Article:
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Edward Druce

Episode #3 – Dr. Eric Daniels on The Autobiography of Benjamin Franklin

Benjamin Franklin didn’t accept things on tradition or by authority. He screened every behaviour and action to see what worked for him and what produced its desired effect.

For Episode #3 I’m joined by Dr. Eric Daniels to discuss The Autobiography of Benjamin Franklin, and how you can learn to do the same.

Dr. Daniels teaches at LePort Schools – a network of private schools based on the Montessori program in southern California. Prior to moving to LePort, Eric was a professor at Clemson University’s Institute for the Study of Capitalism, as well as Duke University, and Georgetown University — completing his Ph.D. at the University of Wisconsin.

Eric’s 2013 talk at The 21 Convention, “The Self Made Man” (embedded below), is one of my all-time favourite lectures – a talk that I’ve watched upwards of eight times.

We cover a lot of ground here, and it’s an all-around fascinating discussion.

In the first part of our conversation we cover:

– The incredible degree of self-awareness Franklin displayed, and the systematic approach he used to gain such clarity of thought;
– The concept of “moral ambitiousness” – defining what you want, figuring out the means of getting it, and going after an outcome with everything you’ve got;
– A reality-check on the hardships of success, and what you need to do to ready yourself as a young and ambitious person.

In the second we explore:

–The culture of ‘self-making’ and the ingredients that allowed for the breakthrough of social mobility in the American 18th Century;
–The dangers of societal inertia and the necessity for growth and continual improvement;
–Ayn Rand’s philosophy of Objectivism, and what it means to have self-directed success.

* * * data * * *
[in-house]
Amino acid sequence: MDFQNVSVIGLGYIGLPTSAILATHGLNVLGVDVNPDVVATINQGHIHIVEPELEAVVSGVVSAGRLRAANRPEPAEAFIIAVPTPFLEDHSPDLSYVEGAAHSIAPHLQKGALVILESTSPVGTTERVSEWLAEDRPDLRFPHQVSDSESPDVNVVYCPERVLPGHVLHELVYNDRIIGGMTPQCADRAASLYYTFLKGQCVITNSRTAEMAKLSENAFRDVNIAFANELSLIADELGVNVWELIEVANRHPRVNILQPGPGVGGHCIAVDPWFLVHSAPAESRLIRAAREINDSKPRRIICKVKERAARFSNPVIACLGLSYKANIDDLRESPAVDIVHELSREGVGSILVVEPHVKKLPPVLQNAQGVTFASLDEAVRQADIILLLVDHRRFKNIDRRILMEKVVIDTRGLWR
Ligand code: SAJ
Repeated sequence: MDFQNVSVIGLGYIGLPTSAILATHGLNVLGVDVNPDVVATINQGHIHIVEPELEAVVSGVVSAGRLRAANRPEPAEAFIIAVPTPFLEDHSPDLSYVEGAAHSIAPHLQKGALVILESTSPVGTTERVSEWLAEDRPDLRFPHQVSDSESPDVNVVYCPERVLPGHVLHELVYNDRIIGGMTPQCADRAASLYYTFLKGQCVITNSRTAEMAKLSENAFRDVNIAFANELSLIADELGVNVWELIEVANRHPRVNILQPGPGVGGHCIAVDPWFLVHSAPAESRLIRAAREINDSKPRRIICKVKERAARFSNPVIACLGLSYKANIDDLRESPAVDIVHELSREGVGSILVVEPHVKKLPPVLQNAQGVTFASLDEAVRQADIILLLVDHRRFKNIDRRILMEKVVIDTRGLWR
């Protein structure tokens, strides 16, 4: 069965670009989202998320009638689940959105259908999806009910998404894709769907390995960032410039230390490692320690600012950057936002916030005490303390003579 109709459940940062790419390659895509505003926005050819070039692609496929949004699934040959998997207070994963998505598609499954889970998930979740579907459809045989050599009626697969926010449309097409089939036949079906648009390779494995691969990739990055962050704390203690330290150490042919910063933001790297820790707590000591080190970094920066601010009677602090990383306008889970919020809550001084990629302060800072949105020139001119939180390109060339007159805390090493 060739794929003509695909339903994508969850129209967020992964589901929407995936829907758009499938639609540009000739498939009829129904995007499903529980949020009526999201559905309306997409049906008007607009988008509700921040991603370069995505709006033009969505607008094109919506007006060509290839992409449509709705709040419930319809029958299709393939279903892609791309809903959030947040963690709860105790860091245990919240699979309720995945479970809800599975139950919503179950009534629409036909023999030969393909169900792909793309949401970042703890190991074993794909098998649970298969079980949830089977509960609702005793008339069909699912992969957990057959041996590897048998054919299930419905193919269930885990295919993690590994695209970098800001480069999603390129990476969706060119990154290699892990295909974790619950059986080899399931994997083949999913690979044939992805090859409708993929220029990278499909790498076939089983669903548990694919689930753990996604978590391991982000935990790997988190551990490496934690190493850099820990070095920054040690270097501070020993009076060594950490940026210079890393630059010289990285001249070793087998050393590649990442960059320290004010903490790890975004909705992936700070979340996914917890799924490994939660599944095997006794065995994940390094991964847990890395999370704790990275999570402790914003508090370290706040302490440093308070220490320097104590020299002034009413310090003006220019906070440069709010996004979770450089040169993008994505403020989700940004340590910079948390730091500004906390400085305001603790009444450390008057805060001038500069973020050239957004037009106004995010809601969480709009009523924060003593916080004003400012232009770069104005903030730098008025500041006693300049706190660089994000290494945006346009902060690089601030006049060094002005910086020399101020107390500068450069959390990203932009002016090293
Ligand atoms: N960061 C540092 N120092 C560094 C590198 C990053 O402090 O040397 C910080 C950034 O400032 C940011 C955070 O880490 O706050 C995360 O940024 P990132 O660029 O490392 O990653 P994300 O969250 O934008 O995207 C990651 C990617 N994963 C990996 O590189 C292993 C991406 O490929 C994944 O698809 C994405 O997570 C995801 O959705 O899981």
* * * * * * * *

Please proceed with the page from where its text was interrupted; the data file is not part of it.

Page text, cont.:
It was a great honour to conduct this interview.

My hope is that it will cause you to consider what you want out of live more deeply than you ever have before, reset your “internal compass”, and inspire you to formulate your own code of virtues and values to live by. A tall order indeed!

For context in the second half of questioning, for those unfamiliar with Objectivism, here’s a definition from the back cover of Ayn Rand’s The Fountainhead.

Objectivism: an uncompromising defence of self-interest as the engine of progress.

Without further a do, here is the episode…

Enjoy!

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[*] Follow Eric on Twitter @ProfDaniels

[*] Pick up your copy of The Autobiography of Benjamin Franklin

Resources mentioned

– Eric’s talk, “The Self Made Man” (which I HIGHLY recommend watching)

Matt Ridley – Waterloo or railways

Mihaly Csikszentmihalyi – Flow

Alex Epstein – The Moral Case for Fossil Fuels

– A quote from Emerson which I think sums up the “crabs in a bucket” solution wonderfully: “Envy is the tax which all distinction must pay.”

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To wrap up, I’d love to hear a) what you thought of the episode, and b) what peculiar rituals this has inspired you to embrace to make yourself a more effective person. Leave a note in the comments below!

7 Comments

  1. This is an excellent interview — virtually up to BBC Radio 4 standards: well done!